I've never actually met most of these people face-to-face. Is that a good thing or a bad thing? Both. The electronic parameters of Internet relationships mean that you get to enjoy the benefits of other peoples' enthusiasm without the accompanying melodrama. If you were ever part of one of the circles I've described, you found yourself wondering, at one point or another, "Why am I friends with this person? We have nothing in common but movies, and if it weren't for that, I'd cross the street if I saw him." Internet friendship means you don't have to follow up an intoxicating geek-fest argument about Stanley Kubrick vs. Martin Scorsese with a two hour discussion of your friend's latest workplace drama, or her recent breakup with that guy who always wore a hoodie and kept forgetting her birthday.

The rub, of course, is that any friendship that satisfies the first part of that description and not the second isn't a real friendship. Which brings me to the one part of Blockbuster's slow fadeout that is worth lamenting: the sense that the human touch, or what's left of it, is being lost. Mind you, I'm not talking about Blockbuster's idea of the human touch, because the chain never had one. The Blockbuster "experience" generally ranged from anonymous but painless to deeply annoying. They underpaid their employees and treated them like cattle, and with each passing year they dropped more and more of the pretense that they considered movies to be something other than goods to be lined up on shelves.

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I'm talking about the pre-Internet experience of daily life, which was more immediate, more truly interactive: in a word, real. Bland and aloof as it was, Blockbuster was a part of that -- and for certain types of people, it was a big part. There was nothing special about Blockbuster as a business, but special moments did happen there, simply by virtue of the fact that the stores were everywhere, and they stocked a lot of movies, and people who wanted to see movies went there regularly, sometimes alone but more often in the company of relatives or friends. You'd go through the front door and pass the front counter -- where an employee was checking in a pile of returned videos (when opened, the boxes went whuck!) and check out the new releases wall (Seventy-five copies of "Hard Target?" Seriously?). Then you'd fan out among the aisles and try your luck.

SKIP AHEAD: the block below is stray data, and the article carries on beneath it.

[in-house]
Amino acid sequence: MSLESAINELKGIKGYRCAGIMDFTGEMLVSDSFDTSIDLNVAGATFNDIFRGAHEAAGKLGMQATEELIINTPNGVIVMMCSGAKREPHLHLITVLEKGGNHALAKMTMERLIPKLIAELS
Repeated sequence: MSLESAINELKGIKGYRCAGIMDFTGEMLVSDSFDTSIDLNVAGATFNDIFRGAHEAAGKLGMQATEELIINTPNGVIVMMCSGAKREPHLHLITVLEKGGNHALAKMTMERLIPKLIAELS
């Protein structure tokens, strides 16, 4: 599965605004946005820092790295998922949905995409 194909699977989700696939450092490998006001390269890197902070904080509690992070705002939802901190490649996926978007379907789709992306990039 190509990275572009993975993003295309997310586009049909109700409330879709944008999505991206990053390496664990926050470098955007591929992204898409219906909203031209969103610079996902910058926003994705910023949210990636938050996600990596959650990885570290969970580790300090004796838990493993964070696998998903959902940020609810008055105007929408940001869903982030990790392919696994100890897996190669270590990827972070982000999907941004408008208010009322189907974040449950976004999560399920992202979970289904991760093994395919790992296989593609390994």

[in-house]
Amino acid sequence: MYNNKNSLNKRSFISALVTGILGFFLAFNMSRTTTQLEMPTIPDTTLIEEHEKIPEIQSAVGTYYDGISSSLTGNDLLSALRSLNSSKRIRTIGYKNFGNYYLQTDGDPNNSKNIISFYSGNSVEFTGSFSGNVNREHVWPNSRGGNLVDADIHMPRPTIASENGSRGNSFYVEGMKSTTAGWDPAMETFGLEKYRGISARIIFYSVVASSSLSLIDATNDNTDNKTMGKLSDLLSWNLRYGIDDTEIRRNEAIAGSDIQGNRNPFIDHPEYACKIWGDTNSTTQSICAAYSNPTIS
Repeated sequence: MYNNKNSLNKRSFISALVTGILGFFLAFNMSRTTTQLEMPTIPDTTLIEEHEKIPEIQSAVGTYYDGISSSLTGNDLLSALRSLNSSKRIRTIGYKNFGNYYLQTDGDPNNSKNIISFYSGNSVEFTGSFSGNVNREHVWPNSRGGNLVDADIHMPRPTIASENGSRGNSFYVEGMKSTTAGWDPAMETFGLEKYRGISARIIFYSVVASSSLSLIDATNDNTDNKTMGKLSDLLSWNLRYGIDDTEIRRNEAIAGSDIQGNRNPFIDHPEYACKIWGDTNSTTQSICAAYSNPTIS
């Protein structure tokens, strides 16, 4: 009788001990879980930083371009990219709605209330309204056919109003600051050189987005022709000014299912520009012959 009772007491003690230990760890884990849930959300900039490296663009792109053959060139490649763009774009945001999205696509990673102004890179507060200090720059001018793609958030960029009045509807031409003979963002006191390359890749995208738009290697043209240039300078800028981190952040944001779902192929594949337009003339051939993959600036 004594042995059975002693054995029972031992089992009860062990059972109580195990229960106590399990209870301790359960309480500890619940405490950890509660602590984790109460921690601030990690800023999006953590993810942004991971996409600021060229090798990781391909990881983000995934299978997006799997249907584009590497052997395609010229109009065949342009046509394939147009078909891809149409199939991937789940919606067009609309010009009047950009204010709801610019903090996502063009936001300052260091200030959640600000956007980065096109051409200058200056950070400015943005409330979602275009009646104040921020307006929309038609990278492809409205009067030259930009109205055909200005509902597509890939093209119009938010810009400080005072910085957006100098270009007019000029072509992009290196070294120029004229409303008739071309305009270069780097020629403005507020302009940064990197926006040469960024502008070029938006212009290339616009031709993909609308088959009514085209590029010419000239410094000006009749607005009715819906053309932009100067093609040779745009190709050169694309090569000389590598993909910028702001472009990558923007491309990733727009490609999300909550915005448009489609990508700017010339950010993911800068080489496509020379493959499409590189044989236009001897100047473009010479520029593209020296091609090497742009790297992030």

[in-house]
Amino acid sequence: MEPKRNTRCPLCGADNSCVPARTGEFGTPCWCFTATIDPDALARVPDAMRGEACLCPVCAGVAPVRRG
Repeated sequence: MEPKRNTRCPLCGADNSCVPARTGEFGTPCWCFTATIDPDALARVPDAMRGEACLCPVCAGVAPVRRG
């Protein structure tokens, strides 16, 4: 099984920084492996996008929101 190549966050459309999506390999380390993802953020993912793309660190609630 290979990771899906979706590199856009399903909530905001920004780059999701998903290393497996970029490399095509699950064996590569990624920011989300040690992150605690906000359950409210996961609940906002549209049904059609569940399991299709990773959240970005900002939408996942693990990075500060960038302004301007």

I have many fond memories of roaming the aisles with my friends, arguing about which titles to rent, calling out to each other from across the store when we found something interesting, perusing the fine print on video boxes and discovering odd, marginal credits. (Did you know that the legendary jazz saxophonist Stan Getz had a special music credit on the awful 1980 vigilante film "The Exterminator"? I saw that on the box and rented the movie; turns out Getz also has a brief cameo as himself.) I had some involved, sometimes pivotal conversations while loitering in the aisles at the Blockbuster near my school or apartment or workplace, including one in which my best friend helped me talk myself into breaking up with a girl I was dating who was beautiful and charming but not remotely interested in any film released before the year of her birth. She fell asleep during "Dr. Strangelove."

"You've got to break up with her, Matt," my friend advised me. "Hey, have you seen the Albert Brooks movie 'Real Life'? Seriously. It's one of the funniest films ever made."

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That kind of thing never happens when you're browsing Netflix.


Matt Zoller Seitz

MORE FROM Matt Zoller Seitz